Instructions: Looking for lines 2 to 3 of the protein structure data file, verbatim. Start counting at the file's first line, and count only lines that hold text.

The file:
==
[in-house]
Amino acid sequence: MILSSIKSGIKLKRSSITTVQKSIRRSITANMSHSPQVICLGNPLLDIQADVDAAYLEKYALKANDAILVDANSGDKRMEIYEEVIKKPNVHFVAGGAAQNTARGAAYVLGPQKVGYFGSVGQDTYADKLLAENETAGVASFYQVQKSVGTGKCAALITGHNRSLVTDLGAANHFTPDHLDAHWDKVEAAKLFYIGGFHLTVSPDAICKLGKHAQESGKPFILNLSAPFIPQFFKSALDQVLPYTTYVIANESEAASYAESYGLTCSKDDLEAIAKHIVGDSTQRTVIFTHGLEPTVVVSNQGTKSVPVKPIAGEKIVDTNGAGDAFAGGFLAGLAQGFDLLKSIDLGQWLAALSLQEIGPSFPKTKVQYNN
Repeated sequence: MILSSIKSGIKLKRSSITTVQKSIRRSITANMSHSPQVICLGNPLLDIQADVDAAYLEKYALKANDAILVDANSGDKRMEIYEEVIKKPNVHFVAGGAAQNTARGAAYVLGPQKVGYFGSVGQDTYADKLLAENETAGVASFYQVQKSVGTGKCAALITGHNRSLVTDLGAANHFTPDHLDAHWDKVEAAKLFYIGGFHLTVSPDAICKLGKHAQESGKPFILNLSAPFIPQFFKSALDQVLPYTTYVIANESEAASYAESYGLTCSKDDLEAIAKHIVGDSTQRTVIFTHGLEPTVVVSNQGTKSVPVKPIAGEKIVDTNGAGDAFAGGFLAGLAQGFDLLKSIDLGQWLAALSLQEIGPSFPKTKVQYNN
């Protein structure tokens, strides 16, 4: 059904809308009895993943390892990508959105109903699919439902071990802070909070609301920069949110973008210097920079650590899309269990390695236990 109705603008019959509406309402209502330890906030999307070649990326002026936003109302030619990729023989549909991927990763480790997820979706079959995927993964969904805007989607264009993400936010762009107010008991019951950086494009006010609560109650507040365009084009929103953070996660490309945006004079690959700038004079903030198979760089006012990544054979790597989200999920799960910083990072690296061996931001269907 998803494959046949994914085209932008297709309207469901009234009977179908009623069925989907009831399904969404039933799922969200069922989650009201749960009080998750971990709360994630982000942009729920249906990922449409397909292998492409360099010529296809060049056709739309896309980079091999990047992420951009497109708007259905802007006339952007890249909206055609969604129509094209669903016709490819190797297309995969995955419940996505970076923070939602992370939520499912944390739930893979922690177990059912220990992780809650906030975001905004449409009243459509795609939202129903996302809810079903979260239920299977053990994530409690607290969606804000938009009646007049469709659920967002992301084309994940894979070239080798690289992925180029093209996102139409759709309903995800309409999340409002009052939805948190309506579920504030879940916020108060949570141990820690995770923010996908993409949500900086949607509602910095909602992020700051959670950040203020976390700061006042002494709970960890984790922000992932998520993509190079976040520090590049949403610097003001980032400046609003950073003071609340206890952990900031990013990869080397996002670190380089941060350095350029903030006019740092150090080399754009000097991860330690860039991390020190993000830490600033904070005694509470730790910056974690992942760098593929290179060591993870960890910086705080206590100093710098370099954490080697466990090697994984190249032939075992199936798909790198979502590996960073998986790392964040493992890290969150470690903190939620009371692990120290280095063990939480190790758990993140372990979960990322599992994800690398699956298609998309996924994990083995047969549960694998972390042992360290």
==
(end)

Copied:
Amino acid sequence: MILSSIKSGIKLKRSSITTVQKSIRRSITANMSHSPQVICLGNPLLDIQADVDAAYLEKYALKANDAILVDANSGDKRMEIYEEVIKKPNVHFVAGGAAQNTARGAAYVLGPQKVGYFGSVGQDTYADKLLAENETAGVASFYQVQKSVGTGKCAALITGHNRSLVTDLGAANHFTPDHLDAHWDKVEAAKLFYIGGFHLTVSPDAICKLGKHAQESGKPFILNLSAPFIPQFFKSALDQVLPYTTYVIANESEAASYAESYGLTCSKDDLEAIAKHIVGDSTQRTVIFTHGLEPTVVVSNQGTKSVPVKPIAGEKIVDTNGAGDAFAGGFLAGLAQGFDLLKSIDLGQWLAALSLQEIGPSFPKTKVQYNN
Repeated sequence: MILSSIKSGIKLKRSSITTVQKSIRRSITANMSHSPQVICLGNPLLDIQADVDAAYLEKYALKANDAILVDANSGDKRMEIYEEVIKKPNVHFVAGGAAQNTARGAAYVLGPQKVGYFGSVGQDTYADKLLAENETAGVASFYQVQKSVGTGKCAALITGHNRSLVTDLGAANHFTPDHLDAHWDKVEAAKLFYIGGFHLTVSPDAICKLGKHAQESGKPFILNLSAPFIPQFFKSALDQVLPYTTYVIANESEAASYAESYGLTCSKDDLEAIAKHIVGDSTQRTVIFTHGLEPTVVVSNQGTKSVPVKPIAGEKIVDTNGAGDAFAGGFLAGLAQGFDLLKSIDLGQWLAALSLQEIGPSFPKTKVQYNN